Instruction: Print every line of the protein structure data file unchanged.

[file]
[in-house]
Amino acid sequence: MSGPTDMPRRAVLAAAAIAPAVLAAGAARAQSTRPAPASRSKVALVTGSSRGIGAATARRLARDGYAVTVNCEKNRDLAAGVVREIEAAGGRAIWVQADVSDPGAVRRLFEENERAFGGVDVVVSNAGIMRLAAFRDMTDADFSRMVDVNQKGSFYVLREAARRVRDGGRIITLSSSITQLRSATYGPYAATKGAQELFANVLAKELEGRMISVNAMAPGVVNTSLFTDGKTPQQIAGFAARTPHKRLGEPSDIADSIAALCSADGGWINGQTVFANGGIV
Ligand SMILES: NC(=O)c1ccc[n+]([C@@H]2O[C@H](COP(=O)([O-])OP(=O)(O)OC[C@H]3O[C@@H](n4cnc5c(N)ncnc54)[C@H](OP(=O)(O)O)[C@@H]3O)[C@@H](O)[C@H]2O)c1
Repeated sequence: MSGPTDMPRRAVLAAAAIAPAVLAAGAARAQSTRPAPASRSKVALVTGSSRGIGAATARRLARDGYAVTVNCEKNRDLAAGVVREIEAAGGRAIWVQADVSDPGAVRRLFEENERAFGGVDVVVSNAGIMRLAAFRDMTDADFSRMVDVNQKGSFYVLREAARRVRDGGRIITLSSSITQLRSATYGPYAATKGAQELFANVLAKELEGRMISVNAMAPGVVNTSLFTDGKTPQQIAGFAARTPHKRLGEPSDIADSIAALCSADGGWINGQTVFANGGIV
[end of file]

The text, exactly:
[in-house]
Amino acid sequence: MSGPTDMPRRAVLAAAAIAPAVLAAGAARAQSTRPAPASRSKVALVTGSSRGIGAATARRLARDGYAVTVNCEKNRDLAAGVVREIEAAGGRAIWVQADVSDPGAVRRLFEENERAFGGVDVVVSNAGIMRLAAFRDMTDADFSRMVDVNQKGSFYVLREAARRVRDGGRIITLSSSITQLRSATYGPYAATKGAQELFANVLAKELEGRMISVNAMAPGVVNTSLFTDGKTPQQIAGFAARTPHKRLGEPSDIADSIAALCSADGGWINGQTVFANGGIV
Ligand SMILES: NC(=O)c1ccc[n+]([C@@H]2O[C@H](COP(=O)([O-])OP(=O)(O)OC[C@H]3O[C@@H](n4cnc5c(N)ncnc54)[C@H](OP(=O)(O)O)[C@@H]3O)[C@@H](O)[C@H]2O)c1
Repeated sequence: MSGPTDMPRRAVLAAAAIAPAVLAAGAARAQSTRPAPASRSKVALVTGSSRGIGAATARRLARDGYAVTVNCEKNRDLAAGVVREIEAAGGRAIWVQADVSDPGAVRRLFEENERAFGGVDVVVSNAGIMRLAAFRDMTDADFSRMVDVNQKGSFYVLREAARRVRDGGRIITLSSSITQLRSATYGPYAATKGAQELFANVLAKELEGRMISVNAMAPGVVNTSLFTDGKTPQQIAGFAARTPHKRLGEPSDIADSIAALCSADGGWINGQTVFANGGIV